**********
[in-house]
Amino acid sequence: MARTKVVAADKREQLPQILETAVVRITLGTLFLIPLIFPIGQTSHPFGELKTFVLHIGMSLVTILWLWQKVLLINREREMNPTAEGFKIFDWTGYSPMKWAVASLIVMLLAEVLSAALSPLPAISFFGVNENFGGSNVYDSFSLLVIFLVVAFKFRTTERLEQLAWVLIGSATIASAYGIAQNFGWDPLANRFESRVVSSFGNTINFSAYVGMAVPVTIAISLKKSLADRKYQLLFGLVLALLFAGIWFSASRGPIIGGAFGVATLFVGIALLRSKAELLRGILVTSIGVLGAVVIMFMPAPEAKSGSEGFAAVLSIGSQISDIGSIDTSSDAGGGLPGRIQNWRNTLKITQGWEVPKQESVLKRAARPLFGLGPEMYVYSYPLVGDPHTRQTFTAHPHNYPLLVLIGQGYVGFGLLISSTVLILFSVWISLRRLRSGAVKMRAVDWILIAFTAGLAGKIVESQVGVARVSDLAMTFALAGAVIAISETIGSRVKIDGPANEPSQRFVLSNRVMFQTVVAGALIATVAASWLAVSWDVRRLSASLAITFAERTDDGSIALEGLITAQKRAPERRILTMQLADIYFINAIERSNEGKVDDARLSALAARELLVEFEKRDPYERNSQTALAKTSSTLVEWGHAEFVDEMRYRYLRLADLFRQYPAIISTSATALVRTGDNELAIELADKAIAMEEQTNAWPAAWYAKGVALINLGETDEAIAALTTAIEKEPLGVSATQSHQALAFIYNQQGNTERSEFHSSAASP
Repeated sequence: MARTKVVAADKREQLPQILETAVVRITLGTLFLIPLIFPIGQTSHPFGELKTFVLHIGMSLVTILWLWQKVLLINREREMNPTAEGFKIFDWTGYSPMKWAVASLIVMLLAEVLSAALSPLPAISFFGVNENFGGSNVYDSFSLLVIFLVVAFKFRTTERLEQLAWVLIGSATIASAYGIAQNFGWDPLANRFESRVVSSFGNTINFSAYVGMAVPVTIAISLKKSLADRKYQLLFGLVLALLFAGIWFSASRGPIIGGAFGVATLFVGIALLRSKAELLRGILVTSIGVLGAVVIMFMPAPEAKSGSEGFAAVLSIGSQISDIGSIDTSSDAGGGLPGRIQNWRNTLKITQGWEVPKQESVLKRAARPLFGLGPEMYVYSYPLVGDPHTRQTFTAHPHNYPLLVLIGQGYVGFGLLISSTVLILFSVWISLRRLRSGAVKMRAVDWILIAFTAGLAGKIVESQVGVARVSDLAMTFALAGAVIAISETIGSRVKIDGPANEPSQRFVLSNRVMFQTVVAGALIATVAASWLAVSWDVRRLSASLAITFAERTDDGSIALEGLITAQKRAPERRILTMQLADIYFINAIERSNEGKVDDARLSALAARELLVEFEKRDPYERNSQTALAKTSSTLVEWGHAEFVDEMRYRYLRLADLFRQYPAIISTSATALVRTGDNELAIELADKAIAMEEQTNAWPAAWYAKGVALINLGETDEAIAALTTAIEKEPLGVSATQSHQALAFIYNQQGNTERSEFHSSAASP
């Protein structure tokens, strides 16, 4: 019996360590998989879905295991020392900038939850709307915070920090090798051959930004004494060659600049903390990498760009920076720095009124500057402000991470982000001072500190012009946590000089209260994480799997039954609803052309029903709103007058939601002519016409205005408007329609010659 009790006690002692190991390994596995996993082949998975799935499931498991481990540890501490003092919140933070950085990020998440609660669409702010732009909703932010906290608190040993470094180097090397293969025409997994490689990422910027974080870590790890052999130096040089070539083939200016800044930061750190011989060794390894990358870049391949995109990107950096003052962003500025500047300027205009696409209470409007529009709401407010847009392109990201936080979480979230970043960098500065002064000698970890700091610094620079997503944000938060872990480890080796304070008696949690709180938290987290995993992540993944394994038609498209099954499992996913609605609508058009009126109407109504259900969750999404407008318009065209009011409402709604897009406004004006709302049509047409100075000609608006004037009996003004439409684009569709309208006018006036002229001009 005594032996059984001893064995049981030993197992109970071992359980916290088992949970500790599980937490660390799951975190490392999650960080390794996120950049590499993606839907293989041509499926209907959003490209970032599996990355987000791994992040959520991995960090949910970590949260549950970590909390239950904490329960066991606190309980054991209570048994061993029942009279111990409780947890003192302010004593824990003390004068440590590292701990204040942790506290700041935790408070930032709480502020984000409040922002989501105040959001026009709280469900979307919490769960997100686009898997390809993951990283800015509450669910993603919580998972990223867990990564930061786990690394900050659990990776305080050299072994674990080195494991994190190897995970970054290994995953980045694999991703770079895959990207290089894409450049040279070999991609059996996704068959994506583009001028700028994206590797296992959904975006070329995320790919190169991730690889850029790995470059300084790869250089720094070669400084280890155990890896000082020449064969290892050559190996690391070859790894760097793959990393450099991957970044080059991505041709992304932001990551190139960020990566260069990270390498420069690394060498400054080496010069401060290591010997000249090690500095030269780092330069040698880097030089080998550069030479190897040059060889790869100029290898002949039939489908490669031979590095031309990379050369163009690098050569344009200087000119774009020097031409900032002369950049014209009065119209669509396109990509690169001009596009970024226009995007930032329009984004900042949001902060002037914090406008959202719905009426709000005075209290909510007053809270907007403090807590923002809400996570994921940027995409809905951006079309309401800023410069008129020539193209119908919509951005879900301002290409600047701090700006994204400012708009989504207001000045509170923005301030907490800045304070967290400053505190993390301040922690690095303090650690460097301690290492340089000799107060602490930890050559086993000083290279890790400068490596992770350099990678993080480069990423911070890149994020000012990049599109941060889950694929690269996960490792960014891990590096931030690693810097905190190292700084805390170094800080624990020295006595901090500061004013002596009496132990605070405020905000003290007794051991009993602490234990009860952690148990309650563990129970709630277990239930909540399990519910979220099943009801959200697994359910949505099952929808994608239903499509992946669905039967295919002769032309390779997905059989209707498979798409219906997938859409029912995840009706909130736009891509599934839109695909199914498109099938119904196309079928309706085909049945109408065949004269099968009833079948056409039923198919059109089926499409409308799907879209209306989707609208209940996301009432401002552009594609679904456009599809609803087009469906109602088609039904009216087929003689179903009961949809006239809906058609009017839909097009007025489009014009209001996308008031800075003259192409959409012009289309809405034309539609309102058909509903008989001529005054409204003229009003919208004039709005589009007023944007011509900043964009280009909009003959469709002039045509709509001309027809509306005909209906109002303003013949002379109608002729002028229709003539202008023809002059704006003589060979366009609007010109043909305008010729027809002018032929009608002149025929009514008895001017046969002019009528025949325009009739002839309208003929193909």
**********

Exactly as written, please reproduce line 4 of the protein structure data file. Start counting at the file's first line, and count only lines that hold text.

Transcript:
């Protein structure tokens, strides 16, 4: 019996360590998989879905295991020392900038939850709307915070920090090798051959930004004494060659600049903390990498760009920076720095009124500057402000991470982000001072500190012009946590000089209260994480799997039954609803052309029903709103007058939601002519016409205005408007329609010659 009790006690002692190991390994596995996993082949998975799935499931498991481990540890501490003092919140933070950085990020998440609660669409702010732009909703932010906290608190040993470094180097090397293969025409997994490689990422910027974080870590790890052999130096040089070539083939200016800044930061750190011989060794390894990358870049391949995109990107950096003052962003500025500047300027205009696409209470409007529009709401407010847009392109990201936080979480979230970043960098500065002064000698970890700091610094620079997503944000938060872990480890080796304070008696949690709180938290987290995993992540993944394994038609498209099954499992996913609605609508058009009126109407109504259900969750999404407008318009065209009011409402709604897009406004004006709302049509047409100075000609608006004037009996003004439409684009569709309208006018006036002229001009 005594032996059984001893064995049981030993197992109970071992359980916290088992949970500790599980937490660390799951975190490392999650960080390794996120950049590499993606839907293989041509499926209907959003490209970032599996990355987000791994992040959520991995960090949910970590949260549950970590909390239950904490329960066991606190309980054991209570048994061993029942009279111990409780947890003192302010004593824990003390004068440590590292701990204040942790506290700041935790408070930032709480502020984000409040922002989501105040959001026009709280469900979307919490769960997100686009898997390809993951990283800015509450669910993603919580998972990223867990990564930061786990690394900050659990990776305080050299072994674990080195494991994190190897995970970054290994995953980045694999991703770079895959990207290089894409450049040279070999991609059996996704068959994506583009001028700028994206590797296992959904975006070329995320790919190169991730690889850029790995470059300084790869250089720094070669400084280890155990890896000082020449064969290892050559190996690391070859790894760097793959990393450099991957970044080059991505041709992304932001990551190139960020990566260069990270390498420069690394060498400054080496010069401060290591010997000249090690500095030269780092330069040698880097030089080998550069030479190897040059060889790869100029290898002949039939489908490669031979590095031309990379050369163009690098050569344009200087000119774009020097031409900032002369950049014209009065119209669509396109990509690169001009596009970024226009995007930032329009984004900042949001902060002037914090406008959202719905009426709000005075209290909510007053809270907007403090807590923002809400996570994921940027995409809905951006079309309401800023410069008129020539193209119908919509951005879900301002290409600047701090700006994204400012708009989504207001000045509170923005301030907490800045304070967290400053505190993390301040922690690095303090650690460097301690290492340089000799107060602490930890050559086993000083290279890790400068490596992770350099990678993080480069990423911070890149994020000012990049599109941060889950694929690269996960490792960014891990590096931030690693810097905190190292700084805390170094800080624990020295006595901090500061004013002596009496132990605070405020905000003290007794051991009993602490234990009860952690148990309650563990129970709630277990239930909540399990519910979220099943009801959200697994359910949505099952929808994608239903499509992946669905039967295919002769032309390779997905059989209707498979798409219906997938859409029912995840009706909130736009891509599934839109695909199914498109099938119904196309079928309706085909049945109408065949004269099968009833079948056409039923198919059109089926499409409308799907879209209306989707609208209940996301009432401002552009594609679904456009599809609803087009469906109602088609039904009216087929003689179903009961949809006239809906058609009017839909097009007025489009014009209001996308008031800075003259192409959409012009289309809405034309539609309102058909509903008989001529005054409204003229009003919208004039709005589009007023944007011509900043964009280009909009003959469709002039045509709509001309027809509306005909209906109002303003013949002379109608002729002028229709003539202008023809002059704006003589060979366009609007010109043909305008010729027809002018032929009608002149025929009514008895001017046969002019009528025949325009009739002839309208003929193909």